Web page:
Artificial Intelligence in the Workplace: Use Policies

3 min

Artificial intelligence (AI) technology has presented numerous ways to perform tasks more efficiently, including in the workplace. But as AI in the workplace grows, so do potential legal risks for an organization. As more businesses embrace AI, their employees should be taught how to use the technology while being mindful of the potential risks for their employer and its clients. To guide that education, organizations should establish an AI policy that addresses how the technology should (and should not) be used to further the organization's mission. To start, the policy should address the following areas.

Submission of sensitive information

As a general rule, employees should be prohibited from entering their organization's confidential information or trade secrets to an AI platform. The absence of such boundaries can lead to breaches of nondisclosure agreements with clients, compromise of an organization's trade secret status, and violation of data protection laws. It's also helpful to an employee for "confidential information" to be defined in a thoughtful way that describes what cannot be submitted to an AI tool.

Fact-checking and infringement

Employees should fact-check the information they receive from AI tools before using it to inform their work. Employees should also be discouraged from using an AI platform in a way that violates intellectual property rights (for example, instructing an AI platform to create a work that is in a "style similar to" that of an existing third-party work, then using the output as work product). While the law is not yet definitive on where liability would fall for use of an AI tool in this way, use of an existing work to inform a new work generally presents intellectual property infringement risks.

"AI" terminology

A policy's definition of the term "artificial intelligence" may include a variety of tools, as well as elements of popular tools that are already in use at the organization (such as certain AI components of e-mail applications or word-processing programs). Does the term concern these tools, or does it speak only to newer applications, such as chatbots or image-generation services? An organization should consider any AI tools that it already uses or plans to use and decide how the limits outlined in its AI policy apply to those tools.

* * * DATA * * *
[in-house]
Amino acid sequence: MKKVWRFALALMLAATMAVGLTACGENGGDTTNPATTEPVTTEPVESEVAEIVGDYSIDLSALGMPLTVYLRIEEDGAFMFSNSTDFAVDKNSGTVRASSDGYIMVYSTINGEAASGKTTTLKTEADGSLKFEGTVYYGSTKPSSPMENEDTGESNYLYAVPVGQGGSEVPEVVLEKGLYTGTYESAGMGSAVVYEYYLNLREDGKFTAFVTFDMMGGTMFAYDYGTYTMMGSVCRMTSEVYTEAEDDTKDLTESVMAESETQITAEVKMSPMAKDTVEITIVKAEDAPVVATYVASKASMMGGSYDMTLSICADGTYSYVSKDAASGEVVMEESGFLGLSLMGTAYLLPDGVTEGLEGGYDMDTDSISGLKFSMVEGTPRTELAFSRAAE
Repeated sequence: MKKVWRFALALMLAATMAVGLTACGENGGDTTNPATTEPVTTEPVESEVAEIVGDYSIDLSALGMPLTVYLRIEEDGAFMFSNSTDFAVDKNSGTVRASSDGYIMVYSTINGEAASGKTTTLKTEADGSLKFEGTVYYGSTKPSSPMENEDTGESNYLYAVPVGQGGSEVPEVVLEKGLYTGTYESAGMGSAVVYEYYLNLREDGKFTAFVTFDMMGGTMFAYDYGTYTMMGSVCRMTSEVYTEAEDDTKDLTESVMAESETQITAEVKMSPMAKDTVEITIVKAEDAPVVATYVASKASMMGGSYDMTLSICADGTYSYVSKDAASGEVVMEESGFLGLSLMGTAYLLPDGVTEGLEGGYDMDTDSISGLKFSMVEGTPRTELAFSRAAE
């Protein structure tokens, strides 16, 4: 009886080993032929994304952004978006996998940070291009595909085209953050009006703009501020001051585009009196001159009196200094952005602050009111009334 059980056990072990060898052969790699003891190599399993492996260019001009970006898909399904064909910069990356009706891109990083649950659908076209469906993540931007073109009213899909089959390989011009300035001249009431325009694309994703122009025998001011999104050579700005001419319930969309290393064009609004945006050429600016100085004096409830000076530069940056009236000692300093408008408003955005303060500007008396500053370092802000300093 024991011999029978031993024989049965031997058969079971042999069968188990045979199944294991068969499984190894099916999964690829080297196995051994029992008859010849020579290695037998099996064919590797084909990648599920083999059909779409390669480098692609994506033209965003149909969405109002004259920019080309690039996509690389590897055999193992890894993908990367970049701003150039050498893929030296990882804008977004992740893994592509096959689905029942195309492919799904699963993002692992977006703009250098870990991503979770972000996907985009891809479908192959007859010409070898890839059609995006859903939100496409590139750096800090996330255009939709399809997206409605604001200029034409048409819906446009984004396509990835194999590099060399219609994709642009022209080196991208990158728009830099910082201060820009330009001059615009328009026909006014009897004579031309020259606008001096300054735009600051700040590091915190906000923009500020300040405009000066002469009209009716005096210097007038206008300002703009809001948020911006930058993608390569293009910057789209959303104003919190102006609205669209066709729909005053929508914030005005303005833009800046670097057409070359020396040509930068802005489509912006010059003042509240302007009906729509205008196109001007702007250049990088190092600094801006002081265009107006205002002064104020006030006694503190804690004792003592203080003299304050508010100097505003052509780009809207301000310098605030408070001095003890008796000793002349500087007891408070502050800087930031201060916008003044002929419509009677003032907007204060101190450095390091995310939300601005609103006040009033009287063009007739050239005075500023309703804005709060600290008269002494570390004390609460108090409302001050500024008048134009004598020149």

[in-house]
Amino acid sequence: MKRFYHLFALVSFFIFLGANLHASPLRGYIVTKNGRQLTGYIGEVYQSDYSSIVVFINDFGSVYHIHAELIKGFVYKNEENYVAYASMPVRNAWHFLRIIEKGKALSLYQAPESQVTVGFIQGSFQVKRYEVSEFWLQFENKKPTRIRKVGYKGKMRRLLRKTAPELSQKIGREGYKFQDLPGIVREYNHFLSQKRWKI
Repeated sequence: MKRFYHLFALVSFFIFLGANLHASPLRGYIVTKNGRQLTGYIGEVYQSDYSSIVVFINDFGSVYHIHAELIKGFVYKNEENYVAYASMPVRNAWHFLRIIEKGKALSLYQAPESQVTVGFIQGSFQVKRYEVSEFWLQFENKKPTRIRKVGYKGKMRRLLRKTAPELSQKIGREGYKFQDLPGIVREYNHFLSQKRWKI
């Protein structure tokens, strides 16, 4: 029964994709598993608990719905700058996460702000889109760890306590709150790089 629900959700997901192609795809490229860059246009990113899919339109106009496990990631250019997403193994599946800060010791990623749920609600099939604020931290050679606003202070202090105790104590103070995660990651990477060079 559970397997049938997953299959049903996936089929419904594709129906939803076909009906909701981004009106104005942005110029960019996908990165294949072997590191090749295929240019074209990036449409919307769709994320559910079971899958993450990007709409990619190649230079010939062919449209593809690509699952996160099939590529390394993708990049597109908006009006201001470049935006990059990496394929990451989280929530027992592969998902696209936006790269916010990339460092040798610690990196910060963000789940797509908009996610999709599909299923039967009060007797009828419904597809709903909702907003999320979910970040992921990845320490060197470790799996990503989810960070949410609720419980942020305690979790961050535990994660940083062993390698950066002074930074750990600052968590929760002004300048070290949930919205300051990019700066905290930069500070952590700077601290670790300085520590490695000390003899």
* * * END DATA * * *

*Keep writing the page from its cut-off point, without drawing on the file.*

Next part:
An organization should consider its broader technology structures when determining how to enforce its AI policies. For example, if an organization encourages employees to use personal devices for work, enforcement of a policy that broadly prohibits use of AI tools for work will be difficult to enforce. An organization likely cannot track how employees are using AI tools on personal devices. On the flip side, if employees only use devices provided by their employer, the organization could more easily determine an employee's compliance with the policy. An organization should consider the systems it has in place to determine the most realistic way to consistently enforce or monitor compliance with its AI use policy.

Compliance with other workplace policies

An organization should inform employees that the introduction of AI tools does not excuse them from compliance with other policies, including those against discrimination, harassment, or other illegal or prohibited activity.

Additional provisions not addressed above may depend on the organization's enforcement approaches, consideration of its current or aspirational uses of AI, and other priorities specific to the organization, its employees, and/or its clients. Additionally, the policy will likely need to be updated over time to account for new technological developments as well as evolving laws and regulations.

If you or your organization would like to talk more about artificial intelligence workplace policies, please contact A.J. Zottola or Channing D. Gatewood. And click here to learn more about Venable's IP Tech services.

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